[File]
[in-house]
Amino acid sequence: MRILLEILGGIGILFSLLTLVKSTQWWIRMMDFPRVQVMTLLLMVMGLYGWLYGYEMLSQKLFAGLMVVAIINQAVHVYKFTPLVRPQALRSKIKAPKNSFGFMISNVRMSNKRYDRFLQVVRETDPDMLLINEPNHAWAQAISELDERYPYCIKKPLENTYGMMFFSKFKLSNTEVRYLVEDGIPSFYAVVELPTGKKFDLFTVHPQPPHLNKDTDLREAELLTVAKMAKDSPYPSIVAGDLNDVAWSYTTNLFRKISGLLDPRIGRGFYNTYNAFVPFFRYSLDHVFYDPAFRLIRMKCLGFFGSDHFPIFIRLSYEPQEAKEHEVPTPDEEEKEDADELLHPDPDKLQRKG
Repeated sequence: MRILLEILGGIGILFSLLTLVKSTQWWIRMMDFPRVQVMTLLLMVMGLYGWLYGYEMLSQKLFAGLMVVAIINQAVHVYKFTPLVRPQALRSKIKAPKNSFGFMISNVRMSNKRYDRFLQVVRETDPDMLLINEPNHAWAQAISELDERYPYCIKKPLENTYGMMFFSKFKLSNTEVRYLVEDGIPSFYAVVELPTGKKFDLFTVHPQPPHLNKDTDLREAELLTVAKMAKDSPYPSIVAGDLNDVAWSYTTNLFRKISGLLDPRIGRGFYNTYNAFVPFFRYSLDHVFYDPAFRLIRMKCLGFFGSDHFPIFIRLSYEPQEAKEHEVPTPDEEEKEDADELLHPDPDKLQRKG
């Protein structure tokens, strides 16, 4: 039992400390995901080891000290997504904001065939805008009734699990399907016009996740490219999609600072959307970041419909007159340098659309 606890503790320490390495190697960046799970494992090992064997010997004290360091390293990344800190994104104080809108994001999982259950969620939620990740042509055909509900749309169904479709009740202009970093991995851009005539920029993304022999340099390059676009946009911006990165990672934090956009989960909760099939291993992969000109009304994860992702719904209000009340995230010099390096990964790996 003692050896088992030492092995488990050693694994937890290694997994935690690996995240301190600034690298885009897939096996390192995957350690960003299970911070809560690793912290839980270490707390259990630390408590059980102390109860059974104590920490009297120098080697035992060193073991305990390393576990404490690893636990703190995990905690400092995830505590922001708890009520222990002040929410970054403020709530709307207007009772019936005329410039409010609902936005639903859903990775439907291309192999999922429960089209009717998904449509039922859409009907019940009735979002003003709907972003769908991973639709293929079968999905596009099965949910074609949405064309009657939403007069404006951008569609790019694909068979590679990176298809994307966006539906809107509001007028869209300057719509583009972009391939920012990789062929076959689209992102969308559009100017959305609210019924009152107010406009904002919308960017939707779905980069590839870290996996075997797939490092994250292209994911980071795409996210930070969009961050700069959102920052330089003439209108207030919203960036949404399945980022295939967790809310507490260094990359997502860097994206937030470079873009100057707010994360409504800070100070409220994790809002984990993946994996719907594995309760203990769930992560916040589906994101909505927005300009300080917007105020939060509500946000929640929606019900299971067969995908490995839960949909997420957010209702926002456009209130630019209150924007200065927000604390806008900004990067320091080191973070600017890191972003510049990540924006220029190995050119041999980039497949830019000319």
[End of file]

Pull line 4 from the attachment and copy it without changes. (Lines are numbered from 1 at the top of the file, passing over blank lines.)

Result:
């Protein structure tokens, strides 16, 4: 039992400390995901080891000290997504904001065939805008009734699990399907016009996740490219999609600072959307970041419909007159340098659309 606890503790320490390495190697960046799970494992090992064997010997004290360091390293990344800190994104104080809108994001999982259950969620939620990740042509055909509900749309169904479709009740202009970093991995851009005539920029993304022999340099390059676009946009911006990165990672934090956009989960909760099939291993992969000109009304994860992702719904209000009340995230010099390096990964790996 003692050896088992030492092995488990050693694994937890290694997994935690690996995240301190600034690298885009897939096996390192995957350690960003299970911070809560690793912290839980270490707390259990630390408590059980102390109860059974104590920490009297120098080697035992060193073991305990390393576990404490690893636990703190995990905690400092995830505590922001708890009520222990002040929410970054403020709530709307207007009772019936005329410039409010609902936005639903859903990775439907291309192999999922429960089209009717998904449509039922859409009907019940009735979002003003709907972003769908991973639709293929079968999905596009099965949910074609949405064309009657939403007069404006951008569609790019694909068979590679990176298809994307966006539906809107509001007028869209300057719509583009972009391939920012990789062929076959689209992102969308559009100017959305609210019924009152107010406009904002919308960017939707779905980069590839870290996996075997797939490092994250292209994911980071795409996210930070969009961050700069959102920052330089003439209108207030919203960036949404399945980022295939967790809310507490260094990359997502860097994206937030470079873009100057707010994360409504800070100070409220994790809002984990993946994996719907594995309760203990769930992560916040589906994101909505927005300009300080917007105020939060509500946000929640929606019900299971067969995908490995839960949909997420957010209702926002456009209130630019209150924007200065927000604390806008900004990067320091080191973070600017890191972003510049990540924006220029190995050119041999980039497949830019000319």